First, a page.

postpartum, what to know, what to expect after childbirth, women, baby, motherhood, childbirth, northwest Arkansas, women's clinicAfter giving birth, you’re focused on caring for your baby. Postpartum health problems for moms, some life-threatening, can happen in the weeks and months afterward, and many aren’t aware of the warning signs.

Importance of Postpartum Visit

A pregnancy-related death is the death of a pregnant woman or within one year of the end of a pregnancy. More than half the pregnancy-related deaths happen after childbirth. According to the Centers for Disease Control and Prevention (CDC), the number of reported pregnancy-related deaths in the United States is increasing.

Typically, mothers see a health care provider four to six weeks after childbirth, and as many as forty percent don’t attend a postpartum visit. As a result, most receive little to no guidance on their postpartum recovery.

Understanding Postpartum Health Problems

According to the CDC, the most common causes of pregnancy-related deaths include:

  • Cardiovascular diseases
  • Other medical conditions often reflecting pre-existing illnesses
  • Infection or sepsis
  • Excessive bleeding after giving birth (hemorrhage)
  • A disease of the heart muscle that makes it harder for your heart to pump blood to the rest of your body (cardiomyopathy)
  • A blockage in one of the pulmonary arteries in the lungs often caused by blood clots that travel to the lungs from the legs (thrombotic pulmonary embolism)
  • Stroke
  • High blood pressure (hypertensive) disorders of pregnancy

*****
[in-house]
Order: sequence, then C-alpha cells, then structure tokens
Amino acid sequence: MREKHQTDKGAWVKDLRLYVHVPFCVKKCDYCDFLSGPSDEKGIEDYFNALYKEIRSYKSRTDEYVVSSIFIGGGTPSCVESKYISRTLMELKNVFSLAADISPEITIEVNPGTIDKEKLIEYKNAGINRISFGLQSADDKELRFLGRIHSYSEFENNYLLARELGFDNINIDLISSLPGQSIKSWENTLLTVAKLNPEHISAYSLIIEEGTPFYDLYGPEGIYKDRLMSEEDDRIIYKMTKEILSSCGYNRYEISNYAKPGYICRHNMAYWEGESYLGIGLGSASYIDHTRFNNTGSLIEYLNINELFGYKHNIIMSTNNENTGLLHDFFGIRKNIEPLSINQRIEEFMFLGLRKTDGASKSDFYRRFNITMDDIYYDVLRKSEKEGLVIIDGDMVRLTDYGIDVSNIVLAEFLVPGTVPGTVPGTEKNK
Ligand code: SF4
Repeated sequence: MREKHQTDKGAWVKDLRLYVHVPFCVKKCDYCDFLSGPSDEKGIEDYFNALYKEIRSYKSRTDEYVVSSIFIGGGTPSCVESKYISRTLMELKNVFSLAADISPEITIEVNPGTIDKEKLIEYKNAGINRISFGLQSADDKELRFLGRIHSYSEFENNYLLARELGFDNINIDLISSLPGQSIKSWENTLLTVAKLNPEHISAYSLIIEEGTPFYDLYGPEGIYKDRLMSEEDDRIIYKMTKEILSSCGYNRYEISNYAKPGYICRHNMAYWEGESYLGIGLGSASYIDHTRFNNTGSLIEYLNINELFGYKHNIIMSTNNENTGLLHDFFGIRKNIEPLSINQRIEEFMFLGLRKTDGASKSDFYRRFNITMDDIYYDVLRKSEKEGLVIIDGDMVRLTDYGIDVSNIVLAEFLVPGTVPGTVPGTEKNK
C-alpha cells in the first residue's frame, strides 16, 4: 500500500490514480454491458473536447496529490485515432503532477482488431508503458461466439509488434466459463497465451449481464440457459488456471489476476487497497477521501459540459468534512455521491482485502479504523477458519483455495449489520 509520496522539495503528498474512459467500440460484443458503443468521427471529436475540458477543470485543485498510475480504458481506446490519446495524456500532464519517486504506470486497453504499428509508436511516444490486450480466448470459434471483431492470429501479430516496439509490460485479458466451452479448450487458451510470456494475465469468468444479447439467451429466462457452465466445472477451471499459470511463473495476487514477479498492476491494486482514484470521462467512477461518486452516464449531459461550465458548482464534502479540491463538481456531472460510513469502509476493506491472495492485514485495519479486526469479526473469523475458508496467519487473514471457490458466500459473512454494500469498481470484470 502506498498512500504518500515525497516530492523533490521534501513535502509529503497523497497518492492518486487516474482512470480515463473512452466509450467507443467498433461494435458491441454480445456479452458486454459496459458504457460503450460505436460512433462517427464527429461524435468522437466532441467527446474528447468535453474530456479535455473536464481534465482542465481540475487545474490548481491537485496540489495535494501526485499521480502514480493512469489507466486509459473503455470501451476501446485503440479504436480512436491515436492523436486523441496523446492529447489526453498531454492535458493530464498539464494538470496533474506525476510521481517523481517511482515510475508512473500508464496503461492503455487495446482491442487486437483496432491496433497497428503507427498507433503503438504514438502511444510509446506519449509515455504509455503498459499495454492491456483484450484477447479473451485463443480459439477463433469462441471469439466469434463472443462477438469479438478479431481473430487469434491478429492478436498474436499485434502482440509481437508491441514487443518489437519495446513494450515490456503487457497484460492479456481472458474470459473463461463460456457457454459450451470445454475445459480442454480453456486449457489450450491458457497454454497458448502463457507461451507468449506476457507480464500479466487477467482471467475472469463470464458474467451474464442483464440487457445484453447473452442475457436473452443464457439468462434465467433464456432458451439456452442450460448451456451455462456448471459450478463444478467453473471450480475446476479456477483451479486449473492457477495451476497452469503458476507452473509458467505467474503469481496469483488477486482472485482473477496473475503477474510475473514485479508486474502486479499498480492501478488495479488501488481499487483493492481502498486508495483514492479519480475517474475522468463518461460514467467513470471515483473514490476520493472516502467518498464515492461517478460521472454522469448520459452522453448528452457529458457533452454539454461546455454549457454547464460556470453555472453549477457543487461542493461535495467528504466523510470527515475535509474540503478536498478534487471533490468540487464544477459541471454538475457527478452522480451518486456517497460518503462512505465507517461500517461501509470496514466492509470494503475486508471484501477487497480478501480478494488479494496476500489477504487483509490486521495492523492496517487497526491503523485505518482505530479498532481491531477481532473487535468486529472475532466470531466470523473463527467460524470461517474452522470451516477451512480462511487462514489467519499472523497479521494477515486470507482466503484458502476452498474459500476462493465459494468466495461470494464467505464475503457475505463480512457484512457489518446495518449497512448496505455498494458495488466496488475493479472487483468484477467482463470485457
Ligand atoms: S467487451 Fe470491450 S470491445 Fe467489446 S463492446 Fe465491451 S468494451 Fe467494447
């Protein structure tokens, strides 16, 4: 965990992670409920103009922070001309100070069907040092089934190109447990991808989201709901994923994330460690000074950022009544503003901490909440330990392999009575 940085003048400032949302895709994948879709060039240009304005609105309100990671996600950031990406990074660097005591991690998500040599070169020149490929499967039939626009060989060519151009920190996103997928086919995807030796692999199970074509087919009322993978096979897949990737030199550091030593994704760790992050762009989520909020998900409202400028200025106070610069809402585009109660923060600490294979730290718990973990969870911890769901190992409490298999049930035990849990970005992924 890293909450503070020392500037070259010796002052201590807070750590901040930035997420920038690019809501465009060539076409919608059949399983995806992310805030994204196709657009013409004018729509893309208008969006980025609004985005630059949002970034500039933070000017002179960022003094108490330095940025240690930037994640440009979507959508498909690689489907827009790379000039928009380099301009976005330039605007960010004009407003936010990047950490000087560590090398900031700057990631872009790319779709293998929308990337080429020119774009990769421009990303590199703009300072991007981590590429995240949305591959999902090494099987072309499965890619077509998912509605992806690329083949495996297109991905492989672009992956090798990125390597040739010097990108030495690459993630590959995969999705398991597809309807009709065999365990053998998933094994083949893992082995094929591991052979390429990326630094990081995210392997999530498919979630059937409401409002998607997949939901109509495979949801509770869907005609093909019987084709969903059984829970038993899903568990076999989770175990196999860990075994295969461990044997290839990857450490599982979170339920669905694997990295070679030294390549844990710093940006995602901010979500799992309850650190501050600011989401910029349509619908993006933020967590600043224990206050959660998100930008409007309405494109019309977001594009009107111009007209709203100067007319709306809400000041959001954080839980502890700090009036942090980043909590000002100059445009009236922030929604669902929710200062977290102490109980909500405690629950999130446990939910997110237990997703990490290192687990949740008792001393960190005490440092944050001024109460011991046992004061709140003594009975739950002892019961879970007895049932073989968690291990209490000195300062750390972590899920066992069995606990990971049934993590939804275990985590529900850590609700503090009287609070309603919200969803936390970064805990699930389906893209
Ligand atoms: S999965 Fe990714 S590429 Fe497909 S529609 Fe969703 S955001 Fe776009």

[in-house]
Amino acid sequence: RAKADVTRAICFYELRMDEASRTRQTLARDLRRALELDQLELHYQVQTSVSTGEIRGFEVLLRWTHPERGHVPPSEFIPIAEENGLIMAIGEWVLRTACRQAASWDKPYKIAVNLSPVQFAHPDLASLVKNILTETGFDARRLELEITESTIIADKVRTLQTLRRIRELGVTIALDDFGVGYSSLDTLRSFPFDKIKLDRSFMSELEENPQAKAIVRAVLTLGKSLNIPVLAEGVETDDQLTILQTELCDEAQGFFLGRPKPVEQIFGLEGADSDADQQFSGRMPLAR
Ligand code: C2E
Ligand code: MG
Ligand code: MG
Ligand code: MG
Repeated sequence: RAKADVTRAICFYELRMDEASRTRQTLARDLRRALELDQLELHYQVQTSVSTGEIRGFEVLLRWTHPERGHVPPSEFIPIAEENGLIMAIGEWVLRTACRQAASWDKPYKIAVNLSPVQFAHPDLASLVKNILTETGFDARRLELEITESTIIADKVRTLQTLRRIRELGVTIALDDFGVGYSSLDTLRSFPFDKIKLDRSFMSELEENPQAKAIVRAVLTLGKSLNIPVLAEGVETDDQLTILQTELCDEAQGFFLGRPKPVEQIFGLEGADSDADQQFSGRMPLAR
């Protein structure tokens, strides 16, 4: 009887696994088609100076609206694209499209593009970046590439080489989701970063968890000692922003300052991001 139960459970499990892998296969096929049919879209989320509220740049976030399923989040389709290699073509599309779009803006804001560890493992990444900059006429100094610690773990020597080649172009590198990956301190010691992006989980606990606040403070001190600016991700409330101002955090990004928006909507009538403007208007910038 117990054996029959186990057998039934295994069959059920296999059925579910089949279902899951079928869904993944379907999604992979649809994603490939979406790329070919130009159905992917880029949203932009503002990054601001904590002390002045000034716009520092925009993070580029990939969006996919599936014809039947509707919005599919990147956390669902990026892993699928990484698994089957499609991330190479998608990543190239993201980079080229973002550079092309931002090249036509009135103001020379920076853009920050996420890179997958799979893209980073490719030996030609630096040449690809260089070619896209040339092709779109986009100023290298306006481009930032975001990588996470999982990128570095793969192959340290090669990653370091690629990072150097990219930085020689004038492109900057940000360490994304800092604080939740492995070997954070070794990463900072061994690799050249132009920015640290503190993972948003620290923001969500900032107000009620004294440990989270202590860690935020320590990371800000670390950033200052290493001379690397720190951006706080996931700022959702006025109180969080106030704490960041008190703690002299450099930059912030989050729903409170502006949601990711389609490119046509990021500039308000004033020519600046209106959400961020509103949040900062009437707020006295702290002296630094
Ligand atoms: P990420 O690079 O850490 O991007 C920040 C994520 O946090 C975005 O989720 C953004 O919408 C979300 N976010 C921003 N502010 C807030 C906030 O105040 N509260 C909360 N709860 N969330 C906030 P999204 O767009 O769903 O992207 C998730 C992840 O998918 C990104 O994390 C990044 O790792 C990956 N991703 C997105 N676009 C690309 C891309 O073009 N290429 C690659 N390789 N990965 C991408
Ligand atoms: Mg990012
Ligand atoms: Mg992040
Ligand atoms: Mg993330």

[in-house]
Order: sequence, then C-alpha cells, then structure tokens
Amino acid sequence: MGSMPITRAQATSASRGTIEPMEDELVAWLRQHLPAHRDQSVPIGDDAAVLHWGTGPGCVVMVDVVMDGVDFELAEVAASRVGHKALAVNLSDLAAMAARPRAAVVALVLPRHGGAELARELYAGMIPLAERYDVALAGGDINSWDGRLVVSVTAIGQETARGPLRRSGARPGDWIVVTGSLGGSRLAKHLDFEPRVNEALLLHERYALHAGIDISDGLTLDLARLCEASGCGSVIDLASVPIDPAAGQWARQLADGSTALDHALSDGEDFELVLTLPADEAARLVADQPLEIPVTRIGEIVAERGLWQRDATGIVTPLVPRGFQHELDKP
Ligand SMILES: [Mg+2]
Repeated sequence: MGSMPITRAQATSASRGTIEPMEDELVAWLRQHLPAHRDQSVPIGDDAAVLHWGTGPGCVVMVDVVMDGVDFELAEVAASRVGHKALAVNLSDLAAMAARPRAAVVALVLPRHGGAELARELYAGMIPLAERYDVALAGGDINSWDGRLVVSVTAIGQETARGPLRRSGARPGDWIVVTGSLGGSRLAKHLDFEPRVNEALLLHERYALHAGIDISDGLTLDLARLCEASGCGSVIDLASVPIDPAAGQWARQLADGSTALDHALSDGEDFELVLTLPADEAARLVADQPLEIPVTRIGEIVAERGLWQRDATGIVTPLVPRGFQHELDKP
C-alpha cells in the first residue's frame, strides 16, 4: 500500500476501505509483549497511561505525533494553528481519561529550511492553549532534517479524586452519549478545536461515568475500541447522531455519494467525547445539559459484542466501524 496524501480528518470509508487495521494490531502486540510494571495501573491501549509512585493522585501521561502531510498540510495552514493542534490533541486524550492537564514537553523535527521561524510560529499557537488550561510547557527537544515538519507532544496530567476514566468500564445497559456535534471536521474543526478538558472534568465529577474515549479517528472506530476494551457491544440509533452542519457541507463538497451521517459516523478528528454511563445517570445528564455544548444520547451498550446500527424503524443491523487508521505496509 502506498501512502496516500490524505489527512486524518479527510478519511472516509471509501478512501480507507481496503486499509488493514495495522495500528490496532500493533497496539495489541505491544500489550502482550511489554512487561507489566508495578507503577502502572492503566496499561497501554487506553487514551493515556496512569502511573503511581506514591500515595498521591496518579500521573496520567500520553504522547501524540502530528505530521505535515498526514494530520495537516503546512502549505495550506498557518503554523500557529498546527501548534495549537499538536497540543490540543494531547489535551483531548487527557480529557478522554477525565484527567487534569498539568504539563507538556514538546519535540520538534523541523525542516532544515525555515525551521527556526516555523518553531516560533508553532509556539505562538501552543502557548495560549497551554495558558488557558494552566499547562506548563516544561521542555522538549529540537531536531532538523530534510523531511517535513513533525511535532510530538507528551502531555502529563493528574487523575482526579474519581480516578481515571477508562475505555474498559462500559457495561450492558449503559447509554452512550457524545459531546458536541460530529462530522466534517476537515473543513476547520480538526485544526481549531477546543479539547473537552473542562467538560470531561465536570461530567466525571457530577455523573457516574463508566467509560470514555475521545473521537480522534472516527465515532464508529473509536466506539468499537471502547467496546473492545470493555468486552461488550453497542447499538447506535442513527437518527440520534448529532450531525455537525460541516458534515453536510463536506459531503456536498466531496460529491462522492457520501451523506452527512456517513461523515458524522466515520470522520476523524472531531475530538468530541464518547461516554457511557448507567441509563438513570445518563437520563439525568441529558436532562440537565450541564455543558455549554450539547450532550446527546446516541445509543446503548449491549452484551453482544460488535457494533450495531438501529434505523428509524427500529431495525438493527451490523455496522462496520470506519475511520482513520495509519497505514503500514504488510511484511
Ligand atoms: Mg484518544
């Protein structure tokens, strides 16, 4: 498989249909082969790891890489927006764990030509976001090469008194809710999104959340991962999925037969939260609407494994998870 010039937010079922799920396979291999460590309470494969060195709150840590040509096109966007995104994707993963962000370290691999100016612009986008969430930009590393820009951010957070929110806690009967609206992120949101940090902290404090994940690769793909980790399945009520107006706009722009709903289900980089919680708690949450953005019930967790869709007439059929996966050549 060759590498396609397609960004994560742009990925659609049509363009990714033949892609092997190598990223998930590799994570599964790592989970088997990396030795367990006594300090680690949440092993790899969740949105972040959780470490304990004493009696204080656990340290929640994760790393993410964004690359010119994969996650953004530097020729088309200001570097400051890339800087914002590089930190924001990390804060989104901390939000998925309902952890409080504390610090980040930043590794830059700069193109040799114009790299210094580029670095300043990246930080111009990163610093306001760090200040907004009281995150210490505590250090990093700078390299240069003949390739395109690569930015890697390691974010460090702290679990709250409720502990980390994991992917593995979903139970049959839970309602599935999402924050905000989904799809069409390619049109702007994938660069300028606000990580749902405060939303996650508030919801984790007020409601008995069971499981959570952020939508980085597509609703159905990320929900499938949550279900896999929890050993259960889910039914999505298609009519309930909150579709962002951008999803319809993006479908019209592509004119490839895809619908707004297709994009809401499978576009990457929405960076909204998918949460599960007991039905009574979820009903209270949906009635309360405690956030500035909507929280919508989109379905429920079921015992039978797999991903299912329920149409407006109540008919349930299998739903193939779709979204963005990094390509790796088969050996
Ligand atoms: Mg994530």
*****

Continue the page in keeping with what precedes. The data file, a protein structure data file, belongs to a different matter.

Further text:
• A rare but serious condition that occurs when amniotic fluid or fetal material, such as fetal cells, enters the mother’s bloodstream (amniotic fluid embolism)
  • Anesthesia complications
  • Sometimes the cause of pregnancy-related death is unknown.

The overall risk of dying of a pregnancy-related complication is low. But women with chronic conditions such as cardiac disease, obesity, or high blood pressure are at greater risk of dying or nearly dying from postpartum health problems. If you have these risk factors, monitoring your postpartum health is particularly important.

Early Detection is Key

Many postpartum complications can be successfully treated if they are identified early.

Seek emergency help if you have:

  • Chest pain
  • Obstructed breathing or shortness of breath
  • Seizures
  • Thoughts of hurting yourself or your baby

Call your health care provider if you have:

  • Bleeding and soaking through more than one pad an hour or blood clots the size of an egg or bigger
  • An incision that isn’t healing
  • Red or swollen leg that’s painful or warm to the touch
  • Temperature of 100.4 F (38 C) or higher
  • Headache that doesn’t get better, even after taking medication, or a bad headache with vision changes

Make your postpartum health a priority. Start thinking about your postpartum care plan before you give birth. After childbirth, talk to your health care provider about your risk of pregnancy-related complications and any special follow-up care you might need. Know the signs and symptoms of a problem.

Also, any time you see a health care provider in the year after childbirth, be sure to share the date that you gave birth. It can help your provider know that your symptoms might be related to your recent pregnancy.

We Care

Are you in the Northwest Arkansas area and need a health care provider? Our knowledgeable and friendly staff is here to help. Call Creekside Center for Women today to schedule an appointment. Your health is our top priority. 479.582.9268